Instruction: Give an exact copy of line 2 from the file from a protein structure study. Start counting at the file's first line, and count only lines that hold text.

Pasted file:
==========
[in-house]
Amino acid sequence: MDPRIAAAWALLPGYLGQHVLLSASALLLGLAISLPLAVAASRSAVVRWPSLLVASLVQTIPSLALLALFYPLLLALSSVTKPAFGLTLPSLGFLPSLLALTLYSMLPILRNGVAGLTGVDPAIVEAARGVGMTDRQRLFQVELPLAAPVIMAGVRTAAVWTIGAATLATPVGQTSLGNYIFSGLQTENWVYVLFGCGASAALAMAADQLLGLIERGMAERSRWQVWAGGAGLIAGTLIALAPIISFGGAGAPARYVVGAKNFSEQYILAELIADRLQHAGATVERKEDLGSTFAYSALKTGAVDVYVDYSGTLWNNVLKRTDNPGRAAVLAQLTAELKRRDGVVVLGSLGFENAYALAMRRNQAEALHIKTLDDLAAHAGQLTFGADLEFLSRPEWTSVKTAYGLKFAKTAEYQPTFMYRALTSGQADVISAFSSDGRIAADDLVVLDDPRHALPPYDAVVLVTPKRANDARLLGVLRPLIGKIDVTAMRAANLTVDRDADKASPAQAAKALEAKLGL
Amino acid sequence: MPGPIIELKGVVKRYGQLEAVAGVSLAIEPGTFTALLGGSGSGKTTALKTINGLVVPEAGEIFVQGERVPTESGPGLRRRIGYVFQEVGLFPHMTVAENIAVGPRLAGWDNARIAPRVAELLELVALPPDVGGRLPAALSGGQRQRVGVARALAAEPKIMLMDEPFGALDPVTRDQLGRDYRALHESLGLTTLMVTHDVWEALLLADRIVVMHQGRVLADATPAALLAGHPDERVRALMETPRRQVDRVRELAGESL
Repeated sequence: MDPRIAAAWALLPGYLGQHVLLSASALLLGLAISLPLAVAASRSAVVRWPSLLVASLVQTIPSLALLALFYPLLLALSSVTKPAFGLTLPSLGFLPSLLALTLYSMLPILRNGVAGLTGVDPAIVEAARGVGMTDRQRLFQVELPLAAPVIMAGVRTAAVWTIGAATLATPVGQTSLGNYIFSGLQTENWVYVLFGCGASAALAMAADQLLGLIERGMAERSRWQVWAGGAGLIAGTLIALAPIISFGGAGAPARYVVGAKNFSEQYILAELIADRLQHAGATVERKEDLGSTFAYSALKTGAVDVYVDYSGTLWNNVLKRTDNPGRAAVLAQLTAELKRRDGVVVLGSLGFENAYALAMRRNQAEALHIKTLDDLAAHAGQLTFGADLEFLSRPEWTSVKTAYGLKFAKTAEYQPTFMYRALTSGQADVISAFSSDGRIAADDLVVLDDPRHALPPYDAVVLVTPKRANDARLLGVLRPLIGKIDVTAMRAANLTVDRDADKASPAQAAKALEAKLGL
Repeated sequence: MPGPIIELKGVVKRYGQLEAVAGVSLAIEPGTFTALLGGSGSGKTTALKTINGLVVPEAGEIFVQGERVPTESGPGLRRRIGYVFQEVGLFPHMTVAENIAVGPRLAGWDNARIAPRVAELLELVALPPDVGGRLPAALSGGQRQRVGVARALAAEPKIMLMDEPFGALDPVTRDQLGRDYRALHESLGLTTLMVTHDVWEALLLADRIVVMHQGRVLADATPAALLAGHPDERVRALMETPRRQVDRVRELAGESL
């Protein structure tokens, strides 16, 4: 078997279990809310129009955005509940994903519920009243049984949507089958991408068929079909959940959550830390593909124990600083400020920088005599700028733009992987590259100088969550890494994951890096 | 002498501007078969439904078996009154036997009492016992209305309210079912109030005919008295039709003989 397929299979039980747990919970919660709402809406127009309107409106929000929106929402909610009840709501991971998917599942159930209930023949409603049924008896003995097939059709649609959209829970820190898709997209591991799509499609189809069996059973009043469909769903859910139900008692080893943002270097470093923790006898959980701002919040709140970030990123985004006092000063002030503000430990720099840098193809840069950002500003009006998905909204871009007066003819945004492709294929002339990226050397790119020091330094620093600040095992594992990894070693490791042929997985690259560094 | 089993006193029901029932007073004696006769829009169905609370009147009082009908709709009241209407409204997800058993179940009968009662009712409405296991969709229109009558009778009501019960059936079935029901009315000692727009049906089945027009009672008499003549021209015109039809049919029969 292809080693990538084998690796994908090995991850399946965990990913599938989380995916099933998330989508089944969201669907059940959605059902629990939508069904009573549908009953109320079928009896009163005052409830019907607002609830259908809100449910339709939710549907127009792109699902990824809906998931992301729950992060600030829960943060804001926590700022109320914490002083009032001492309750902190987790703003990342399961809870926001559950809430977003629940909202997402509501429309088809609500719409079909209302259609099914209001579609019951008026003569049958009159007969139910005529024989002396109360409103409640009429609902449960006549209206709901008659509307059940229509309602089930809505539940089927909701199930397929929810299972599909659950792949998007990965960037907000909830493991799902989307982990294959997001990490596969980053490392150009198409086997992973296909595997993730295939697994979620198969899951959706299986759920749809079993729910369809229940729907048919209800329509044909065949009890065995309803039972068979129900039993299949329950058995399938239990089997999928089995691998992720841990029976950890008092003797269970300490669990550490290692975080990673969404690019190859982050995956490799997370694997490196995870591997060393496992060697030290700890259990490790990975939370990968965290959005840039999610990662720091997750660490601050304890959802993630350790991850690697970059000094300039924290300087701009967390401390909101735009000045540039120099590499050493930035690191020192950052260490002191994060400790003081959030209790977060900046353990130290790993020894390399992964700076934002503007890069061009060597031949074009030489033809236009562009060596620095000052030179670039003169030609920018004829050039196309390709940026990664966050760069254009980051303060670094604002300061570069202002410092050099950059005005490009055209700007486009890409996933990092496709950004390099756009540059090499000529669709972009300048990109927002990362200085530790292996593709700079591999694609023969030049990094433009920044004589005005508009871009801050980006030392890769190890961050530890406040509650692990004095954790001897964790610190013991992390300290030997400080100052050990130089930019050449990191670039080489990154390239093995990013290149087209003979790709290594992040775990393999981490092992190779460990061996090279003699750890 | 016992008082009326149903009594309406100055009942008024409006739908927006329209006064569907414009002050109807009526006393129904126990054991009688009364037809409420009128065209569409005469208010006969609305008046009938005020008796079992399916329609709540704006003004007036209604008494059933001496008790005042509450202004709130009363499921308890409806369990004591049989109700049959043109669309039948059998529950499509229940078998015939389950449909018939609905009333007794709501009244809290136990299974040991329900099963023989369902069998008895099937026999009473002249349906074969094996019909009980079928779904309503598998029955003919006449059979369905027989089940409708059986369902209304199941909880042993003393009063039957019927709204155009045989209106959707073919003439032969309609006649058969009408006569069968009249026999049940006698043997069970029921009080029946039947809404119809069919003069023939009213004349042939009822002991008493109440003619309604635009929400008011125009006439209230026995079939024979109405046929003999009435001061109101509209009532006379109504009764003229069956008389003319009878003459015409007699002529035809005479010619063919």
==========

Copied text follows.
Amino acid sequence: MDPRIAAAWALLPGYLGQHVLLSASALLLGLAISLPLAVAASRSAVVRWPSLLVASLVQTIPSLALLALFYPLLLALSSVTKPAFGLTLPSLGFLPSLLALTLYSMLPILRNGVAGLTGVDPAIVEAARGVGMTDRQRLFQVELPLAAPVIMAGVRTAAVWTIGAATLATPVGQTSLGNYIFSGLQTENWVYVLFGCGASAALAMAADQLLGLIERGMAERSRWQVWAGGAGLIAGTLIALAPIISFGGAGAPARYVVGAKNFSEQYILAELIADRLQHAGATVERKEDLGSTFAYSALKTGAVDVYVDYSGTLWNNVLKRTDNPGRAAVLAQLTAELKRRDGVVVLGSLGFENAYALAMRRNQAEALHIKTLDDLAAHAGQLTFGADLEFLSRPEWTSVKTAYGLKFAKTAEYQPTFMYRALTSGQADVISAFSSDGRIAADDLVVLDDPRHALPPYDAVVLVTPKRANDARLLGVLRPLIGKIDVTAMRAANLTVDRDADKASPAQAAKALEAKLGL